Planning Days

After a crazy week and finalizing inspections it is time to circle back on lists and to-dos. While I am raring to get started on building the farm prep area out in the barn there are a multitude of little projects in the way. Most of them are time sensitive.

L is the project queen while I am that guy who will work till he can’t anymore and leave tools laying about in the garage because I am unfinished with the project or too tired to include putting things away as part of the work at hand. (I’m working on it – Bill and DM please don’t judge me too harshly!)

Whiteboard sessions get us both on the same page but don’t happen as often as needed… Given the amount of time we spent on the farm this week we are hunkered down this weekend planning.

The cool damp weather made a fire seem like a good idea… but a “blazer” was a little too much heat. It takes work for a cool fire.


November is spoken for.

Note”Martinis” on the 22nd. We are spending our anniversary on the farm. I have a plan, we’ll see how it works out.

The brain dump list

Day 2
I got up early to whip up some homemade bagels. Planning days have an upside. I wooed L with this brunch 9 years ago.

This whiteboard covers our barn buildout and layer coop thoughts including small grain bin under shed on the east wall.

Where the water and electricity go is important to understand before things get framed in. Also what appliances we need on hand is critical so I can frame to size and position outlets and gas connections in the right spot.

We spent a lot of time looking for info on 4ft fire resistant doors, BTU outputs, nest box ideas, and exterior lighting options.

For heating the 540 sqft space it seems like a propane wall heater might work in case of a power outage. If we should go off grid electric would be too high a load on a small battery bank.

Most of this needs to get done in December through early February. It seems hard to book it until we have some of the details in hand but I can start working on lumber estimates and figure out some of the tricky stuff like code requirements for putting in I-beam joists and distance from propane and water to electrical runs.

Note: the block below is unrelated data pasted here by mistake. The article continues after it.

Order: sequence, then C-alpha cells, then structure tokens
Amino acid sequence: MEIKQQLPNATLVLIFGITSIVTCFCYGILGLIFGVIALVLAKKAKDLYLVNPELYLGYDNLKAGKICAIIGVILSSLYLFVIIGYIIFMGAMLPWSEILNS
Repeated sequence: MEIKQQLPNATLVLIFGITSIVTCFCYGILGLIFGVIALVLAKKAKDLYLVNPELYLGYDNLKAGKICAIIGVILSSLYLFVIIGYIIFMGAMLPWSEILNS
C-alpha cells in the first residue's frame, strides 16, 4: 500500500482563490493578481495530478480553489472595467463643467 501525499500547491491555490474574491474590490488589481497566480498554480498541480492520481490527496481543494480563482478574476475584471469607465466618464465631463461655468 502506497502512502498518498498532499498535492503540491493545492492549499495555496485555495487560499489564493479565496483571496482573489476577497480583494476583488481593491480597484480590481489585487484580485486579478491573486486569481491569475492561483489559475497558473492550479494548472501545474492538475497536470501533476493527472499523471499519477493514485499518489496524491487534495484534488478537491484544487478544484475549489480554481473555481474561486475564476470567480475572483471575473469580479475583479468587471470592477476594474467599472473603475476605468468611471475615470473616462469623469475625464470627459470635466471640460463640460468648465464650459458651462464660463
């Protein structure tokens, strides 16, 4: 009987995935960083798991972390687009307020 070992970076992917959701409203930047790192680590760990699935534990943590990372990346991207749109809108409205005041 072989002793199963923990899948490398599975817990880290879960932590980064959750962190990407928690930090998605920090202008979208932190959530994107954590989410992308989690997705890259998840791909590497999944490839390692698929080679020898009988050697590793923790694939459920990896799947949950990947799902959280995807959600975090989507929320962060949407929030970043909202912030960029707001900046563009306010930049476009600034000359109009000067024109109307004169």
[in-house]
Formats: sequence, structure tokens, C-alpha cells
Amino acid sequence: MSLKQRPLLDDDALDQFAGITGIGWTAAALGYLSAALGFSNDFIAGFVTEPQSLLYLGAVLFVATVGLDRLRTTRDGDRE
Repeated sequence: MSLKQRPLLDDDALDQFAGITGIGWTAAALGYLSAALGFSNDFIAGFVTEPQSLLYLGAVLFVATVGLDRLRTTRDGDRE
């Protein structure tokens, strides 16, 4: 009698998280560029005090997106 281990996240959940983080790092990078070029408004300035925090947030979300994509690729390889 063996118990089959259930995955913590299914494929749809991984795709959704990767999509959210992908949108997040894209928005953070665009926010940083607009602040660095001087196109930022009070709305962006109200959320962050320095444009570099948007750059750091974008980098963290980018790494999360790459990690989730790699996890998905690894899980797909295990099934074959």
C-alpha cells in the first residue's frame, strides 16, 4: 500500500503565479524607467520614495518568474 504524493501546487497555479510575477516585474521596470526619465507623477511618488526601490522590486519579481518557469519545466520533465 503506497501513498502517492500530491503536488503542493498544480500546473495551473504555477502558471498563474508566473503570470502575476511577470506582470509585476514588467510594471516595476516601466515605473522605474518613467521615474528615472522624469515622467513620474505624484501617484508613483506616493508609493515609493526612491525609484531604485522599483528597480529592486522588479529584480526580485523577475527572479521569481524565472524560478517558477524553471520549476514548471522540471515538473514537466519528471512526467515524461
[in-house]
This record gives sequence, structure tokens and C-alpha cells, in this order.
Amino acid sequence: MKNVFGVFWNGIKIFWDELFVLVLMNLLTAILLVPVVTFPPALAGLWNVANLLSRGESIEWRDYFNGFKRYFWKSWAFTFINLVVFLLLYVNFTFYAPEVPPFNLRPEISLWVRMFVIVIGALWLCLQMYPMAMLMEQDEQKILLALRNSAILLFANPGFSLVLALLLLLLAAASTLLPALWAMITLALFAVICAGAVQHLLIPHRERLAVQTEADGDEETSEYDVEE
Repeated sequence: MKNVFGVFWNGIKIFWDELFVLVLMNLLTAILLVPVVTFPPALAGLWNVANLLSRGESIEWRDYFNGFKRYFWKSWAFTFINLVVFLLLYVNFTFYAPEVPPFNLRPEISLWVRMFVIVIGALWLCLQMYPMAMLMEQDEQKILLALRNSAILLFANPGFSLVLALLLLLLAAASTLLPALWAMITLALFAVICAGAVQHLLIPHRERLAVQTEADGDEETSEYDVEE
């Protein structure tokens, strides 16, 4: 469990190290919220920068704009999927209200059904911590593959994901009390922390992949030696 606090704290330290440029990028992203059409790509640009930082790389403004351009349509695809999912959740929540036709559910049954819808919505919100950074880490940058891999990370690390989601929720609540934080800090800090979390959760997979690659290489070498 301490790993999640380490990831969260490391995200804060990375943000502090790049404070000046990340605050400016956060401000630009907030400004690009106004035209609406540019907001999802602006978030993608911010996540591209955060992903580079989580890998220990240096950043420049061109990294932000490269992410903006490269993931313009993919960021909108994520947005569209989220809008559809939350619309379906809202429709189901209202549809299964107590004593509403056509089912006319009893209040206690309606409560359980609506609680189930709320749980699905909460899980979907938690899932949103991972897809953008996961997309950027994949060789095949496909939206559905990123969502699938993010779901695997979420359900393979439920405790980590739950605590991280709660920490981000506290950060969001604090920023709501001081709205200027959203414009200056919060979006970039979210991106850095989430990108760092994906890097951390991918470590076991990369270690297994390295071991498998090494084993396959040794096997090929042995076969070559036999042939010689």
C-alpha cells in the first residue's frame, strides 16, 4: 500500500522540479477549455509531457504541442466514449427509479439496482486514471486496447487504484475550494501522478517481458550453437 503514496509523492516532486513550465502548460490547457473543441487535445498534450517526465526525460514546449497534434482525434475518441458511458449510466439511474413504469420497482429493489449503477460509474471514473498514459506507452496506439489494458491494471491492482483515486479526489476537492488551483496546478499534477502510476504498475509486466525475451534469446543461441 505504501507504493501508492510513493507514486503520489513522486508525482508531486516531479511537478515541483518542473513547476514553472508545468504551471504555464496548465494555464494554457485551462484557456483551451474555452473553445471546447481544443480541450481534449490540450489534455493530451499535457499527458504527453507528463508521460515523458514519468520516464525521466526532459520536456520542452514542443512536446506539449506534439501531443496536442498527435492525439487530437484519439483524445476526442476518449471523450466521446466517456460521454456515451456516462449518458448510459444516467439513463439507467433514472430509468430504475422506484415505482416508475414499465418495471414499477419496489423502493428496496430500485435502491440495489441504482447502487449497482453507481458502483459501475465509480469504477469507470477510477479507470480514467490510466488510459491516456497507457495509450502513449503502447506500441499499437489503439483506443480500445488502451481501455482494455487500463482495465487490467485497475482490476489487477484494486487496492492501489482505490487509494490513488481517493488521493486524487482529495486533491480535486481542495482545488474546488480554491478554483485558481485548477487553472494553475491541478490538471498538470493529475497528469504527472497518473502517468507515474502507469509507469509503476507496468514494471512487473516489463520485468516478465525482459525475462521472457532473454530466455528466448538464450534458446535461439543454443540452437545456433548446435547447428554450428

But a few things have enough impact on framing that we need to get on them sooner. Anyone know a good place to find a four foot wide door with a fire rating of 20 minutes?

L really wants to spread out planning days in weeknight evenings. I need to suck it up and oblige because a little planning goes a long way.


About M. Agriculteur

Designer, motorcycle junkie, traveler, wanna-be iron butter (more butt than iron), builder, foodie, farmer wanna-be.
This entry was posted in Barn, Construction, Farming, Gardening, Homesteading, Permaculture, Preparing the land and tagged , . Bookmark the permalink.

8 Responses to Planning Days

  1. Masha Zager says:

    Inspiring! We need to do more of this, too

  2. Hmmm, bagels and martinis, now that sounds like a plan ๐Ÿ˜‰ I’m glad you’re posting again. Makes me think I should get my butt in gear and get more done and maybe some blogging too.

    I have no idea how much rain you guys got, but we measured 9″ accumulation since it started raining on October 25th. Our spring and the ram has announced the drought is partially over, at least for now.